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Old Jul 16, 2014, 10:02 AM
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United States, IL, Champaign
Joined Aug 2012
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Question
Power Board Battery Charging

I am new to using power distribution boards and haven't figured out the easiest way to charge batteries in the plane. There are several different brands and distributors of these redundant power boards.

How can you charge the redundant Rx batteries if they are buried under a tail hatch for balance without having to keep unplugging connectors and causing them to wear? Do you run separate on/off switches and charging jacks for each battery? Maybe use 3 switch/jack sets, 2 for Rx batteries and 1 for gas electronic ignition battery?
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Old Jul 17, 2014, 12:13 AM
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Joined Dec 2013
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Hello jwellsy... I run two power busses for the servos with redundant batter packs... two receivers with their own redundant batter packs... the way I have mine setup, the servos have 2 NMh packs with their own switches... each switch has a charge port to plug into, so in the off position the packs can be charged through the charge port on the switch... both battery packs feed both servo busses simultaneously... if one pak or switch goes bad for whatever the reason, the other pack will continues to provide power.

The same with the receivers packs, there are two redundant A123 packs with their own switches and charge ports... both packs provide power to the two receivers simultaneously, if one pak or switch goes bad, the other will provide power.

I also have (will have) a separate battery pack for the ignition system with a transmitter controlled kill switch.

So there is a total of 4 switches that have to be turned on (5 if you include the ignition), 2 for the servo busses and 2 for the receivers... for piece of mind, each switch has an LED that lights when turned on and power is being drawn from the batter packs, no light means no power draw,and there is a problem somewhere in the circuit; either in the switch / plug connections or with the battery pak.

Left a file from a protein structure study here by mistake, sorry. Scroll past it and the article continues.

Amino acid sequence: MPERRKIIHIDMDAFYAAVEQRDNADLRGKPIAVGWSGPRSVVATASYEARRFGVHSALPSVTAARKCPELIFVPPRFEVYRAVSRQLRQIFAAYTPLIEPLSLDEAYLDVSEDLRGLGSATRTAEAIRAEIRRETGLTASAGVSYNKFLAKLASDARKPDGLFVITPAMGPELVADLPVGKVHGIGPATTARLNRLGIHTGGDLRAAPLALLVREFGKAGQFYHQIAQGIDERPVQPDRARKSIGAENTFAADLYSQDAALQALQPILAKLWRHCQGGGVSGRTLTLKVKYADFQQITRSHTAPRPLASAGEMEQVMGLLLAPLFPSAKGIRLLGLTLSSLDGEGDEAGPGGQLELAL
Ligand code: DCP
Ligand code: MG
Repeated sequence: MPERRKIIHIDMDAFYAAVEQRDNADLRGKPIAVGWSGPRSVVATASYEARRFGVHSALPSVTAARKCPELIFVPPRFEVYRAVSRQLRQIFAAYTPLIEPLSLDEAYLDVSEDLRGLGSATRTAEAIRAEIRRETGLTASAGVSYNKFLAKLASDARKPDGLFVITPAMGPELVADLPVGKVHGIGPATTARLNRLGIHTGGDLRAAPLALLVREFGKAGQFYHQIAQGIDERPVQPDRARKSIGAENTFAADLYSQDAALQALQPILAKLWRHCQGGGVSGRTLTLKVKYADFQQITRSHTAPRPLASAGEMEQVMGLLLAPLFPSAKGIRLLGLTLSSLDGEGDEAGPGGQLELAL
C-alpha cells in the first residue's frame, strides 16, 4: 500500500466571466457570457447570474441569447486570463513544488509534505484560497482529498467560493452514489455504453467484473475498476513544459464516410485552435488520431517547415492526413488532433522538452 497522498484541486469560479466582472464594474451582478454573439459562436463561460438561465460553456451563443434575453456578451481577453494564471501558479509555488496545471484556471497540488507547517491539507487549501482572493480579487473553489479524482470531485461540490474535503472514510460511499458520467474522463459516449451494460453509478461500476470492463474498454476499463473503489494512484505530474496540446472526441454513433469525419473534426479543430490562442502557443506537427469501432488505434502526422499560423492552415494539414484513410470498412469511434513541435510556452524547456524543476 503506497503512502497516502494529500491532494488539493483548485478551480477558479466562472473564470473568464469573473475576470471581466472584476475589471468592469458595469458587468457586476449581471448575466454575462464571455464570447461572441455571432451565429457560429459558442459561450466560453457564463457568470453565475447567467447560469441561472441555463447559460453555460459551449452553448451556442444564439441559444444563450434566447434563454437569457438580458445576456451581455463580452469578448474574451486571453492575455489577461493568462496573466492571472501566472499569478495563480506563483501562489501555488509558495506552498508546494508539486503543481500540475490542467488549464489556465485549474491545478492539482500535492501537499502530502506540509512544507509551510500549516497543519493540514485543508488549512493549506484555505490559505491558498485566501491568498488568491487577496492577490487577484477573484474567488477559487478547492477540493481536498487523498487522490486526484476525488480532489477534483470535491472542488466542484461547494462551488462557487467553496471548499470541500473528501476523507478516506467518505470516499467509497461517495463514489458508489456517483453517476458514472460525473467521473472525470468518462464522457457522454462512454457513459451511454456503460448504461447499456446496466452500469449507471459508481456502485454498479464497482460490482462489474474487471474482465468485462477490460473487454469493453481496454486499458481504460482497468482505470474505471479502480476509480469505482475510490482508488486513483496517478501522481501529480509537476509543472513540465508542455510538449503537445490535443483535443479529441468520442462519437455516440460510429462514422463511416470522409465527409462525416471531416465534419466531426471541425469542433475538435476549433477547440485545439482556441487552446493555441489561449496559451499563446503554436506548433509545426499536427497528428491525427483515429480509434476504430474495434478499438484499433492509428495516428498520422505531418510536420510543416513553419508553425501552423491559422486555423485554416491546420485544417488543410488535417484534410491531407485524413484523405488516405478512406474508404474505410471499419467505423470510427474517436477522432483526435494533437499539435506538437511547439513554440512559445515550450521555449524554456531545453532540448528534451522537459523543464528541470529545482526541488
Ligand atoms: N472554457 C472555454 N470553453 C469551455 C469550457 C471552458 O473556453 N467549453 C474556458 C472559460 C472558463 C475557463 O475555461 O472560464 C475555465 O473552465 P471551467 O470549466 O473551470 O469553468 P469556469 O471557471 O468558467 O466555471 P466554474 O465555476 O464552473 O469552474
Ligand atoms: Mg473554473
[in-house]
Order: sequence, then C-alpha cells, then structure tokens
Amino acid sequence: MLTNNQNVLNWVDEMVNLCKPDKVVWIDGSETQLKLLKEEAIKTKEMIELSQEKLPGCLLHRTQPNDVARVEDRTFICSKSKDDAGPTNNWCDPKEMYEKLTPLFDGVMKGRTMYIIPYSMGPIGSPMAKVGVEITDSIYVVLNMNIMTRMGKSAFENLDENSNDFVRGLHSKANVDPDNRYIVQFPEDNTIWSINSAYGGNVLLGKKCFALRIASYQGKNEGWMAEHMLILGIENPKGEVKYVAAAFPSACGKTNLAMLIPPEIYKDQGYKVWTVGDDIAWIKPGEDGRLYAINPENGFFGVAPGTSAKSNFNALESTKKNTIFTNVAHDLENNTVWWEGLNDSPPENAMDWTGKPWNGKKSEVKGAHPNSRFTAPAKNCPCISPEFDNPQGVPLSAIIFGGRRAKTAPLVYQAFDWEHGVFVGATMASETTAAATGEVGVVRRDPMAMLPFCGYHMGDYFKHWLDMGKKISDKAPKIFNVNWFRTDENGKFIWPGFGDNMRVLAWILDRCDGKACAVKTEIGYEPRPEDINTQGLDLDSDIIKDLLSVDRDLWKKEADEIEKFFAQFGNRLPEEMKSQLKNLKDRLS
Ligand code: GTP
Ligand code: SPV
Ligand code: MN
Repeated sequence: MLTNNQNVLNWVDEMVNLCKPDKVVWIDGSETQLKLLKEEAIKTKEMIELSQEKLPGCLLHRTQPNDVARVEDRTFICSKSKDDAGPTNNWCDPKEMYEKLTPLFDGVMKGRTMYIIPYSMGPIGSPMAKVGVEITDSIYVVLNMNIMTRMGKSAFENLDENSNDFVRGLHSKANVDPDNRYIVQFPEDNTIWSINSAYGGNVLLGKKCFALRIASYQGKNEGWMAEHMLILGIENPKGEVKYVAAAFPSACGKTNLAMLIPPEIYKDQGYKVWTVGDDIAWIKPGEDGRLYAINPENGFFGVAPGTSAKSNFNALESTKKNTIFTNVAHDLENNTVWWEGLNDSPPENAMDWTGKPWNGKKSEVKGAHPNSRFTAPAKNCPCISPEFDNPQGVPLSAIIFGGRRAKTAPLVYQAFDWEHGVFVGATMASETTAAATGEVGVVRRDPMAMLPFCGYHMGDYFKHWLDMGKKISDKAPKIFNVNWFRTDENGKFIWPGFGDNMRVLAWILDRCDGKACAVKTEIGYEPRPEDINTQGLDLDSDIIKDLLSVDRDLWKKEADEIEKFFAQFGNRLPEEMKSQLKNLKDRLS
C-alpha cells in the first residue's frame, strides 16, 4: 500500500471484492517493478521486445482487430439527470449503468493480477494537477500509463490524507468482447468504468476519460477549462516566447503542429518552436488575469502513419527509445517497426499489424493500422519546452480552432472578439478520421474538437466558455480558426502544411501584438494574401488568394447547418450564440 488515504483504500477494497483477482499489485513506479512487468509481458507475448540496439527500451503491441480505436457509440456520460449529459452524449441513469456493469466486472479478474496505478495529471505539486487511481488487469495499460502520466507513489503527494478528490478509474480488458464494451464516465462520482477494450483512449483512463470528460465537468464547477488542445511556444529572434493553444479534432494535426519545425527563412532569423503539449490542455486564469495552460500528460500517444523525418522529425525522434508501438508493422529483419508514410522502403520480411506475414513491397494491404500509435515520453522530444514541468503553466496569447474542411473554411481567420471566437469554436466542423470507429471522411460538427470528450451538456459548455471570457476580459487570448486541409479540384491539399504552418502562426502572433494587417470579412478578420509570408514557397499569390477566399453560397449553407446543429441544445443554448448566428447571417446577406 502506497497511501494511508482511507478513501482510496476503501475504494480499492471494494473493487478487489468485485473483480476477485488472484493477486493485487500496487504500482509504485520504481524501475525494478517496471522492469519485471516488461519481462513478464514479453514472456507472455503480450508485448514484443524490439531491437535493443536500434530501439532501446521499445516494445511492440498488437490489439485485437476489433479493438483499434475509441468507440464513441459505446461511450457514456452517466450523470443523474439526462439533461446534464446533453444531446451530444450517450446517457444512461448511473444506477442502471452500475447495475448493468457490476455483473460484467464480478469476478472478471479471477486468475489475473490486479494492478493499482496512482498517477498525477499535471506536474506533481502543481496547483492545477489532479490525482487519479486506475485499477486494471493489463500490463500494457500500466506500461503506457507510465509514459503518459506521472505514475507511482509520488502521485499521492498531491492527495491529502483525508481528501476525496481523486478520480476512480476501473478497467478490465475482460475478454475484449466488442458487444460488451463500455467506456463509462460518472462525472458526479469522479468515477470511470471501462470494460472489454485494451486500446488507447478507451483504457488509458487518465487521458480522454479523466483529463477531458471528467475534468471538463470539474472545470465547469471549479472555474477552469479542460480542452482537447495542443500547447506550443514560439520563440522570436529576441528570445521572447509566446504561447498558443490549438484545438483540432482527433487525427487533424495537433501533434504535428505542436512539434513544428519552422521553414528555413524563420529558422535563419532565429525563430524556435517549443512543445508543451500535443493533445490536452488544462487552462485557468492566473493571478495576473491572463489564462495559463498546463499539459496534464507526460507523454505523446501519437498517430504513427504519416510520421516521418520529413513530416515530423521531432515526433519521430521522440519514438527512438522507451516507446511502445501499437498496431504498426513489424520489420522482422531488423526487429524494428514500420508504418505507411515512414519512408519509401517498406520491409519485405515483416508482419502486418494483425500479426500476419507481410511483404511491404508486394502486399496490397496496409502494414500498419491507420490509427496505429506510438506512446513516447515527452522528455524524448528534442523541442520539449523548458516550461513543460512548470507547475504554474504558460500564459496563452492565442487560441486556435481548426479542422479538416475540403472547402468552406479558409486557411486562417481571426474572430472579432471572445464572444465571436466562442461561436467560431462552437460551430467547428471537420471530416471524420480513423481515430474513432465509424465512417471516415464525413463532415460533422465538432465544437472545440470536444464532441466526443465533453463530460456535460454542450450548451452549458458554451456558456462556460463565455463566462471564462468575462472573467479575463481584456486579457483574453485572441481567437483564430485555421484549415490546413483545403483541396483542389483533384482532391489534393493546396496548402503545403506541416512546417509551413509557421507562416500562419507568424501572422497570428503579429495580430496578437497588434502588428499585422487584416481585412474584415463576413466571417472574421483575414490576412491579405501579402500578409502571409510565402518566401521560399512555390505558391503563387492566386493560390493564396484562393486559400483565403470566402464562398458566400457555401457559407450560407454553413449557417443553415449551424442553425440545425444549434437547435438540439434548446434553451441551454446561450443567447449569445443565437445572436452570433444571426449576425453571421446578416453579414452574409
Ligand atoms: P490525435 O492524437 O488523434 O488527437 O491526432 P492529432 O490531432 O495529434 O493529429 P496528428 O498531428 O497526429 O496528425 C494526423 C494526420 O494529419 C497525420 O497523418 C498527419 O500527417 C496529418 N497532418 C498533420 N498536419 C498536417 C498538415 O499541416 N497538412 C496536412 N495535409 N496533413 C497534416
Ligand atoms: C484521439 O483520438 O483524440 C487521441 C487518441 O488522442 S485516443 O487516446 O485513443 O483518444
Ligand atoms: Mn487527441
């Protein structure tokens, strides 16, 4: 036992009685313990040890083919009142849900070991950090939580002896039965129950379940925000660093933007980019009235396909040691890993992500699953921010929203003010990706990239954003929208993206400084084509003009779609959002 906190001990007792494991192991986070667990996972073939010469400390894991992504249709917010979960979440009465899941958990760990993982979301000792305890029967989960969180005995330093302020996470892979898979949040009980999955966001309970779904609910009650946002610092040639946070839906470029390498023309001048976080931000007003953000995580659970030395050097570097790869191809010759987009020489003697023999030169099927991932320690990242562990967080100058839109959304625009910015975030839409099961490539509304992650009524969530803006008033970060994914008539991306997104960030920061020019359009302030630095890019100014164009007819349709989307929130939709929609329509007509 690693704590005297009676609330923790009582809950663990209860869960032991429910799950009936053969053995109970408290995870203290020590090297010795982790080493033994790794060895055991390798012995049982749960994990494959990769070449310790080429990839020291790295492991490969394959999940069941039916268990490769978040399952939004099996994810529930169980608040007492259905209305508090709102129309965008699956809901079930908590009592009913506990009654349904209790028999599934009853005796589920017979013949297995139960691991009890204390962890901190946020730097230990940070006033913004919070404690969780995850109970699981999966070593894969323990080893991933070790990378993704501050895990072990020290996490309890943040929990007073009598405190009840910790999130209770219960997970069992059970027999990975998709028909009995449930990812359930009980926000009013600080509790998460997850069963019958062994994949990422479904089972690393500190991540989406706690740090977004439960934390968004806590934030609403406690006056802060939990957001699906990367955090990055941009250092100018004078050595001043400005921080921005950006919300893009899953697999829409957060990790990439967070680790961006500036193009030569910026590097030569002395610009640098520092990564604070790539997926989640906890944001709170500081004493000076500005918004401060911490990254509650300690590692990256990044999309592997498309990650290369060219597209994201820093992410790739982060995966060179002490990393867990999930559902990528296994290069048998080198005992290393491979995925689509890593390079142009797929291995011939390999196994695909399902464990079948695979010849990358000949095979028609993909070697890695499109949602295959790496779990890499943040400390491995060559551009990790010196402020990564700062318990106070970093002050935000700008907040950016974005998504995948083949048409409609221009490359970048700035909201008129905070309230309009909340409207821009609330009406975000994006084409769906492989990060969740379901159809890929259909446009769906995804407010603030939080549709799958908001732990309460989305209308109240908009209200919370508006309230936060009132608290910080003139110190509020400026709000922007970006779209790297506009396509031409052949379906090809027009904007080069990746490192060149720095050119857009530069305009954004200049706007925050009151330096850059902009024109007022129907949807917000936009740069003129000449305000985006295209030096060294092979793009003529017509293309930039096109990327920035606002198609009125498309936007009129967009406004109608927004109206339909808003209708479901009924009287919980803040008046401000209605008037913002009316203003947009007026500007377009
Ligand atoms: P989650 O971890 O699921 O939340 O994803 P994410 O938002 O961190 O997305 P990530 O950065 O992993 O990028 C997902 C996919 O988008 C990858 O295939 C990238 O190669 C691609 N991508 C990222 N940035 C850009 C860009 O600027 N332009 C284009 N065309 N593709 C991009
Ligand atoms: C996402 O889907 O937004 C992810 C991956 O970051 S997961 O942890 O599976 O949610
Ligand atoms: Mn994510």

Also, its a good idea to cycle your plug connections now and then, don't just rely on the fact that the plugs are gold plated... resistance can occur in any type of plug-in connector... I cycle my connectors every time I go to the field to fly... I have a check list I go through to make sure I don't get complacent and forget something... check your battery voltages after every flight... NMh, 1.1 volts per cell and its time to quit and recharge... A123, 3 volts per cell and time to recharge... play it safe.

***EDIT***
These are the power busses I'll be using http://www.servocity.com/html/servo_power_boards.html


John M,
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Last edited by John_M_; Jul 17, 2014 at 12:32 PM.
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Old Jul 17, 2014, 08:11 AM
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United States, IL, Champaign
Joined Aug 2012
899 Posts
John, thanks for the thoughtful reply. My mind is still getting bogged down with the switches. My LiFe's and my power board both have Deans connectors with wires 4x the diameter of servo and switch wires. Even Mirical switches don't come with wire gauges of a battery. It seams odd to have to bottle neck down down wire gauges at a switch and I'm having a hard time wrapping my mind around that being a safe way to go.
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Old Jul 17, 2014, 12:27 PM
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jwellsy I understand your concerns... you could argue the same fact about the contacts inside the switch itself... ... somewhere in the path there is always a weaker link... those power boards I linked to from servo city allow you to make up your wire harness from the battery to the switch etc... you can always makeup your own switch harness with heavier gauge wire and the deans connectors all the way through to the power boards, or you can change the existing wire and connectors from the switch you're using with a heavier gauge wire and the deans... you could also use a badger or Wolverine switch http://www.fromeco.org/categories/Switches... they have a good reputation... and if you go with the Wolverine switch, you get true redundancy, 2 battery packs shared with load balancing, and automatic pack isolation if a cell shorts or goes open.

I've always tried to keep it simple and safe... the more devices, gadgets and plugs you have connected increases the points of failure.



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Last edited by John_M_; Jul 17, 2014 at 03:44 PM.
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